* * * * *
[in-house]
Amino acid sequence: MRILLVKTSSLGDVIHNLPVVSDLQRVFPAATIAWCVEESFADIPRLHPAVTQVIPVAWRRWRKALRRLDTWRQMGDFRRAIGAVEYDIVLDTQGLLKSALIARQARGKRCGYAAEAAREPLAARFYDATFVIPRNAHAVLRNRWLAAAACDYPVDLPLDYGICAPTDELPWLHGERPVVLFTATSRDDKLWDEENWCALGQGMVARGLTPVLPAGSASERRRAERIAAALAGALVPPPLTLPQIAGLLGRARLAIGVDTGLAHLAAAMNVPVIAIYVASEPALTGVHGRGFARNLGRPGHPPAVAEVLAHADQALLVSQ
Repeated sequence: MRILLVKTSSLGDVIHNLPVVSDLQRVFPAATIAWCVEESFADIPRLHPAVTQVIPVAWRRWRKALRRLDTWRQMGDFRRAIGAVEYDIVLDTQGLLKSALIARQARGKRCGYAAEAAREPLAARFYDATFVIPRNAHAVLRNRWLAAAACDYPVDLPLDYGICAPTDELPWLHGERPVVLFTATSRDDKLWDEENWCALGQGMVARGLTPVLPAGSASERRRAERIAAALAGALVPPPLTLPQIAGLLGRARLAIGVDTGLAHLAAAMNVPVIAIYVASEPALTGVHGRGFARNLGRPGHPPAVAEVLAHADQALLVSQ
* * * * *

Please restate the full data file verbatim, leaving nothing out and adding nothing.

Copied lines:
[in-house]
Amino acid sequence: MRILLVKTSSLGDVIHNLPVVSDLQRVFPAATIAWCVEESFADIPRLHPAVTQVIPVAWRRWRKALRRLDTWRQMGDFRRAIGAVEYDIVLDTQGLLKSALIARQARGKRCGYAAEAAREPLAARFYDATFVIPRNAHAVLRNRWLAAAACDYPVDLPLDYGICAPTDELPWLHGERPVVLFTATSRDDKLWDEENWCALGQGMVARGLTPVLPAGSASERRRAERIAAALAGALVPPPLTLPQIAGLLGRARLAIGVDTGLAHLAAAMNVPVIAIYVASEPALTGVHGRGFARNLGRPGHPPAVAEVLAHADQALLVSQ
Repeated sequence: MRILLVKTSSLGDVIHNLPVVSDLQRVFPAATIAWCVEESFADIPRLHPAVTQVIPVAWRRWRKALRRLDTWRQMGDFRRAIGAVEYDIVLDTQGLLKSALIARQARGKRCGYAAEAAREPLAARFYDATFVIPRNAHAVLRNRWLAAAACDYPVDLPLDYGICAPTDELPWLHGERPVVLFTATSRDDKLWDEENWCALGQGMVARGLTPVLPAGSASERRRAERIAAALAGALVPPPLTLPQIAGLLGRARLAIGVDTGLAHLAAAMNVPVIAIYVASEPALTGVHGRGFARNLGRPGHPPAVAEVLAHADQALLVSQ